Picky eaters - here's help for parents!

Picky eaters - here's help for parents!

Having battles with your picky little ones at mealtimes? Here are some ideas to help your child overcome their picky eating habits

Having trouble getting your picky eater to eat greens?

Having trouble getting your picky eater to eat greens?

Is your child a picky eater? If you said yes – the consolation is that you are not the only who thinks their child is a picky eater.

A study conducted by the Head of the Paediatrics department at NUH, Associate Professor Daniel Goh, revealed that picky eating among children in Singapore is a prevalent issue.

Picky eaters in Singapore

Across a period of 2 months, 407 parents and grandparents of children aged 1 to 10 were surveyed in Singapore. Almost half of them perceived their child to be a picky eater.

When presented with a list of 15 typical picky eating and feeding difficulty behaviours (e.g. throwing tantrums during mealtimes and taking a long time to finish up their meals), 49.6 per cent of respondents reported that the prevalence of picky eating or feeding difficulties occurred “all the time”.

The respondents also expressed concern over their child’s fussy eating habits, as they are worried that this behaviour could affect their child physically and mentally.

According to Prof Goh, the “causes of picky eating and its impact can be wide-ranging.” Picky eating should be evaluated on a case-by-case basis, as there is no one-size-fits-all solution.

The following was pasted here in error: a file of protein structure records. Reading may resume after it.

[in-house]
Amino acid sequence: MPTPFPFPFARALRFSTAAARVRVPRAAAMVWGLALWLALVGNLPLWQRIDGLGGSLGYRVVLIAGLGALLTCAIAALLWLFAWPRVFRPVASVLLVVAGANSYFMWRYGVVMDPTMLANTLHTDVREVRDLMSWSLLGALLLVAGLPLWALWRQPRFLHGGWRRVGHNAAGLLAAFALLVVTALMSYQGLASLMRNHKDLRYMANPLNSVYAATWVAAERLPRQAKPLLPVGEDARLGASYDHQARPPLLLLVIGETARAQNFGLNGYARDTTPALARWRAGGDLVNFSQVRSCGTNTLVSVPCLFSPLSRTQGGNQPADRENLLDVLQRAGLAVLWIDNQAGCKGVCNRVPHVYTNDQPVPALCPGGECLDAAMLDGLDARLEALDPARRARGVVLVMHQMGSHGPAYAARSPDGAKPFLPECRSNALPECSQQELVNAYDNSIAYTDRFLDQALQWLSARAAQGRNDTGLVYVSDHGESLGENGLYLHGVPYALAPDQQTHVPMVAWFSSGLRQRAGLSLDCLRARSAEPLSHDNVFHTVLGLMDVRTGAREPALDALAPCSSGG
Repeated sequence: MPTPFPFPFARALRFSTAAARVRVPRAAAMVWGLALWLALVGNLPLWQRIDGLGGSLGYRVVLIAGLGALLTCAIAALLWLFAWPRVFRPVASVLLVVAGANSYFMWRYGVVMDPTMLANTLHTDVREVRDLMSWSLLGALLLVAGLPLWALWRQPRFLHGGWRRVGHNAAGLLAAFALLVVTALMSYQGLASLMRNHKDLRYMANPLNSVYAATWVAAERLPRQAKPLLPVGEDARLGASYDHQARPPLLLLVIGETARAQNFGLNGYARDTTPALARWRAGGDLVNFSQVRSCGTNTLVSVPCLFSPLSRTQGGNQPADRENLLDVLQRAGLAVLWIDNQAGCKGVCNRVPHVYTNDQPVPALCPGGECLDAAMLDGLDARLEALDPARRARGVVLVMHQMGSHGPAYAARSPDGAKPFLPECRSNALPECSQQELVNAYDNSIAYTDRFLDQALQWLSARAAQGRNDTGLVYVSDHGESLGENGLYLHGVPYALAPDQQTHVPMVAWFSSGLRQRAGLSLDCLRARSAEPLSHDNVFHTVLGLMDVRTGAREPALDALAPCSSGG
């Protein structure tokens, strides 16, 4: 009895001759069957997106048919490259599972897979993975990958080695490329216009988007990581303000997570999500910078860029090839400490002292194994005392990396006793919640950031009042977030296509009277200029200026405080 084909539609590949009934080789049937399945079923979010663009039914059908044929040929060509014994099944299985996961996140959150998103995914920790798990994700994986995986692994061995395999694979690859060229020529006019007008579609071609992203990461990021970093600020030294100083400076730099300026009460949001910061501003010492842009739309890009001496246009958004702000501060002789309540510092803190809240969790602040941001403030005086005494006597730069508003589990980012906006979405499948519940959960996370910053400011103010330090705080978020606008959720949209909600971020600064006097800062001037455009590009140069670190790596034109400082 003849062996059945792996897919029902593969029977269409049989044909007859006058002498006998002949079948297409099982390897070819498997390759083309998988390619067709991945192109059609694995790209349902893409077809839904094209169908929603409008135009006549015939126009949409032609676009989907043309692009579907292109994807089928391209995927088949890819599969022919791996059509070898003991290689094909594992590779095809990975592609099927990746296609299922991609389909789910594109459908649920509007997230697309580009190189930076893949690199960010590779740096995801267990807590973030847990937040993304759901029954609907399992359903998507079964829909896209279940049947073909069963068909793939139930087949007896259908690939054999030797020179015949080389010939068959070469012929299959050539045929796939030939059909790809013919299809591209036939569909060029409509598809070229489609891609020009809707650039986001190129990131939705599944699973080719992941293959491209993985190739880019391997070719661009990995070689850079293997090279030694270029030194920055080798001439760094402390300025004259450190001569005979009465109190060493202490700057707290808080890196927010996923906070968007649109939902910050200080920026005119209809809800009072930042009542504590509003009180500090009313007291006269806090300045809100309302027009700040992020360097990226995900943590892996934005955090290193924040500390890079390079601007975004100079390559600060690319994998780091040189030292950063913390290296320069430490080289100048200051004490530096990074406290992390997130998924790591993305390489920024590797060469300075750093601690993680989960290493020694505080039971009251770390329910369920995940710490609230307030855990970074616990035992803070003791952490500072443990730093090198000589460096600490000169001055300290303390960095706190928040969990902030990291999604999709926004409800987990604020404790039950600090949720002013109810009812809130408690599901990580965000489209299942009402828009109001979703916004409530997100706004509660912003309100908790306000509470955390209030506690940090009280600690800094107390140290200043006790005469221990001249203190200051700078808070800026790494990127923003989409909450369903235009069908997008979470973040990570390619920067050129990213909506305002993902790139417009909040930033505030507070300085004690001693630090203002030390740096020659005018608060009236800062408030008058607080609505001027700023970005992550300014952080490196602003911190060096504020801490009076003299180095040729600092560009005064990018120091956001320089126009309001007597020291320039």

Treatment and therapy for picky eaters

For parents, you can refer to these tips for dealing with picky eaters:

  • Be a role model. Your child is more likely to eat food that he sees you enjoying. As far as possible, eat at the table together as a family.
  • Involve your child when preparing food. You could take him to the supermarket to learn about fruit and vegetables, or give him tasks to do in the kitchen.
  • Be creative. Expose the child to different food textures like grated cheddar on cauliflower.
  • Have fixed meal and snack times and serve small, manageable portions. Praise the child if he finishes a portion.
  • Reward the child with non-edible items like a sticker or a playground trip if he finishes a meal.
  • Avoid snacks or drinks an hour before main meals.
  • Let your child have fun interacting with food. For example, he could stamp shapes out of raw vegetables, or pretend to be a rabbit chewing on a carrot.
  • Remove uneaten food without fuss. Be patient and calm during meals, as it may take many attempts before a child will taste a type of food that he is not familiar with.



Source: My Paper

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Written by

Sandra Ong

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